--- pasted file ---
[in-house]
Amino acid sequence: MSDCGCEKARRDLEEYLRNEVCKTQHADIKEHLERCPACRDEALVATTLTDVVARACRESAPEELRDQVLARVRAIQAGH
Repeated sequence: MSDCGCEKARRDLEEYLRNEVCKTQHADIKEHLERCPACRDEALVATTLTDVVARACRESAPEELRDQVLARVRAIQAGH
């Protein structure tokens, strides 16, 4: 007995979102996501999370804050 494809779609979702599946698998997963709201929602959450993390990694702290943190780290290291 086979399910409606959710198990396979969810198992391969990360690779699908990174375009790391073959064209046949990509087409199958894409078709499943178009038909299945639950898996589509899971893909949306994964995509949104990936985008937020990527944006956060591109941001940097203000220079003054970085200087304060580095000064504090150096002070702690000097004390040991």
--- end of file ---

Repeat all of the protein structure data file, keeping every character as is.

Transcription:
[in-house]
Amino acid sequence: MSDCGCEKARRDLEEYLRNEVCKTQHADIKEHLERCPACRDEALVATTLTDVVARACRESAPEELRDQVLARVRAIQAGH
Repeated sequence: MSDCGCEKARRDLEEYLRNEVCKTQHADIKEHLERCPACRDEALVATTLTDVVARACRESAPEELRDQVLARVRAIQAGH
């Protein structure tokens, strides 16, 4: 007995979102996501999370804050 494809779609979702599946698998997963709201929602959450993390990694702290943190780290290291 086979399910409606959710198990396979969810198992391969990360690779699908990174375009790391073959064209046949990509087409199958894409078709499943178009038909299945639950898996589509899971893909949306994964995509949104990936985008937020990527944006956060591109941001940097203000220079003054970085200087304060580095000064504090150096002070702690000097004390040991």